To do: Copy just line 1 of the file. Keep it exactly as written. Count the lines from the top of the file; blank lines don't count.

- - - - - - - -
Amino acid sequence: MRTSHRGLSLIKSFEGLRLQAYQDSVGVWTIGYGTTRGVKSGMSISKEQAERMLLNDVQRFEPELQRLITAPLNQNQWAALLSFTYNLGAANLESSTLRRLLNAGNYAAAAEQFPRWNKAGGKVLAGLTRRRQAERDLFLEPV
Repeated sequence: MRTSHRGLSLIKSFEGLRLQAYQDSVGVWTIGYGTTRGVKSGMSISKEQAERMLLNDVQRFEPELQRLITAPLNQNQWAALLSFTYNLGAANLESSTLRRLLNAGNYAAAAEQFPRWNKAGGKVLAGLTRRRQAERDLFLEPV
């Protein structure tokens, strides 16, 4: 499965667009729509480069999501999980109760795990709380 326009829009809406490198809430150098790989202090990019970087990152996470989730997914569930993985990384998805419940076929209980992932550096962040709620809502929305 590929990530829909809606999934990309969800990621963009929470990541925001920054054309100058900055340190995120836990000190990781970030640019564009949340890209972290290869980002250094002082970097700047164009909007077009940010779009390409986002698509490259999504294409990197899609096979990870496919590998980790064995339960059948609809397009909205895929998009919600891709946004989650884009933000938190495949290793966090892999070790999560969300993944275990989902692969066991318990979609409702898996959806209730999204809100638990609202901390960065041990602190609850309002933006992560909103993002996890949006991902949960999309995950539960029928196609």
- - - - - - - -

Amino acid sequence: MRTSHRGLSLIKSFEGLRLQAYQDSVGVWTIGYGTTRGVKSGMSISKEQAERMLLNDVQRFEPELQRLITAPLNQNQWAALLSFTYNLGAANLESSTLRRLLNAGNYAAAAEQFPRWNKAGGKVLAGLTRRRQAERDLFLEPV